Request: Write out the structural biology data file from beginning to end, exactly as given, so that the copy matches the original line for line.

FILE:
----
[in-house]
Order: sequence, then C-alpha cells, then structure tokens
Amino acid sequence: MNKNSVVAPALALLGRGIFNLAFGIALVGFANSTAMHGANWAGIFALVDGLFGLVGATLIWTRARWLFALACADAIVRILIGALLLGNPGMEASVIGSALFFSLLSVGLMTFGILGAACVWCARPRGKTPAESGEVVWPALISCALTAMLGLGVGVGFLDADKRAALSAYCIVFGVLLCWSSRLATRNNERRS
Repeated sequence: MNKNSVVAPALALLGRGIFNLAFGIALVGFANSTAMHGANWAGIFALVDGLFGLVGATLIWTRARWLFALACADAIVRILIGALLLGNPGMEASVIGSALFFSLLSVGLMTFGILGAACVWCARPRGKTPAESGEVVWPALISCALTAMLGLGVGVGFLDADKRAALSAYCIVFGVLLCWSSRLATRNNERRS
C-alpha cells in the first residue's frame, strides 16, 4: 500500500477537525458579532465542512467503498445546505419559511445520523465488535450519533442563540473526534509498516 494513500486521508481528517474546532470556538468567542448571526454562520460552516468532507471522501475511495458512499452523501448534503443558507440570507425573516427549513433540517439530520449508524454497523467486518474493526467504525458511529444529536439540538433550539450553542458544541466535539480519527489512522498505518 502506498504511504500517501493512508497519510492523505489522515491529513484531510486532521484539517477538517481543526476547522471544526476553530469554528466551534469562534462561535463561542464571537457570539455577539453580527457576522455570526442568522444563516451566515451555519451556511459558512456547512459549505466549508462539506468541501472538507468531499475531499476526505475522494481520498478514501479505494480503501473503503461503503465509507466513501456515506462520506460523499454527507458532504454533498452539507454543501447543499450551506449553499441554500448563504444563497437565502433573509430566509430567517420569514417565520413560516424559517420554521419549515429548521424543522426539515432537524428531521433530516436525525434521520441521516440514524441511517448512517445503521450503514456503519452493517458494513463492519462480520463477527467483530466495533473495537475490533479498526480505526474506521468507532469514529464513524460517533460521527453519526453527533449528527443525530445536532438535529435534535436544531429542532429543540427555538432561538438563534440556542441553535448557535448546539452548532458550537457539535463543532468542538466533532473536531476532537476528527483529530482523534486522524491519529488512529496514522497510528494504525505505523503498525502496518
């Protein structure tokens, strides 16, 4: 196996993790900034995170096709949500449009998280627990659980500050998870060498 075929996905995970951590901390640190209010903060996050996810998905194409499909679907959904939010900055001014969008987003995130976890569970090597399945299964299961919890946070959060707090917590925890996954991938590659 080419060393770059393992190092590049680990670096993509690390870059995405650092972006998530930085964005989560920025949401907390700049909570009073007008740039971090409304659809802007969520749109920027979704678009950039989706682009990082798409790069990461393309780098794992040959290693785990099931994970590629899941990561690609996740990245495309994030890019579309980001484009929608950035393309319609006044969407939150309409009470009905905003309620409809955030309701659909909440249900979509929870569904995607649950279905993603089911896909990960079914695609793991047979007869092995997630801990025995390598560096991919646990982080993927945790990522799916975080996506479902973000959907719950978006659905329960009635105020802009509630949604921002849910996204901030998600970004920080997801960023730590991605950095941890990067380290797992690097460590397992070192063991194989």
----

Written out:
[in-house]
Order: sequence, then C-alpha cells, then structure tokens
Amino acid sequence: MNKNSVVAPALALLGRGIFNLAFGIALVGFANSTAMHGANWAGIFALVDGLFGLVGATLIWTRARWLFALACADAIVRILIGALLLGNPGMEASVIGSALFFSLLSVGLMTFGILGAACVWCARPRGKTPAESGEVVWPALISCALTAMLGLGVGVGFLDADKRAALSAYCIVFGVLLCWSSRLATRNNERRS
Repeated sequence: MNKNSVVAPALALLGRGIFNLAFGIALVGFANSTAMHGANWAGIFALVDGLFGLVGATLIWTRARWLFALACADAIVRILIGALLLGNPGMEASVIGSALFFSLLSVGLMTFGILGAACVWCARPRGKTPAESGEVVWPALISCALTAMLGLGVGVGFLDADKRAALSAYCIVFGVLLCWSSRLATRNNERRS
C-alpha cells in the first residue's frame, strides 16, 4: 500500500477537525458579532465542512467503498445546505419559511445520523465488535450519533442563540473526534509498516 494513500486521508481528517474546532470556538468567542448571526454562520460552516468532507471522501475511495458512499452523501448534503443558507440570507425573516427549513433540517439530520449508524454497523467486518474493526467504525458511529444529536439540538433550539450553542458544541466535539480519527489512522498505518 502506498504511504500517501493512508497519510492523505489522515491529513484531510486532521484539517477538517481543526476547522471544526476553530469554528466551534469562534462561535463561542464571537457570539455577539453580527457576522455570526442568522444563516451566515451555519451556511459558512456547512459549505466549508462539506468541501472538507468531499475531499476526505475522494481520498478514501479505494480503501473503503461503503465509507466513501456515506462520506460523499454527507458532504454533498452539507454543501447543499450551506449553499441554500448563504444563497437565502433573509430566509430567517420569514417565520413560516424559517420554521419549515429548521424543522426539515432537524428531521433530516436525525434521520441521516440514524441511517448512517445503521450503514456503519452493517458494513463492519462480520463477527467483530466495533473495537475490533479498526480505526474506521468507532469514529464513524460517533460521527453519526453527533449528527443525530445536532438535529435534535436544531429542532429543540427555538432561538438563534440556542441553535448557535448546539452548532458550537457539535463543532468542538466533532473536531476532537476528527483529530482523534486522524491519529488512529496514522497510528494504525505505523503498525502496518
């Protein structure tokens, strides 16, 4: 196996993790900034995170096709949500449009998280627990659980500050998870060498 075929996905995970951590901390640190209010903060996050996810998905194409499909679907959904939010900055001014969008987003995130976890569970090597399945299964299961919890946070959060707090917590925890996954991938590659 080419060393770059393992190092590049680990670096993509690390870059995405650092972006998530930085964005989560920025949401907390700049909570009073007008740039971090409304659809802007969520749109920027979704678009950039989706682009990082798409790069990461393309780098794992040959290693785990099931994970590629899941990561690609996740990245495309994030890019579309980001484009929608950035393309319609006044969407939150309409009470009905905003309620409809955030309701659909909440249900979509929870569904995607649950279905993603089911896909990960079914695609793991047979007869092995997630801990025995390598560096991919646990982080993927945790990522799916975080996506479902973000959907719950978006659905329960009635105020802009509630949604921002849910996204901030998600970004920080997801960023730590991605950095941890990067380290797992690097460590397992070192063991194989």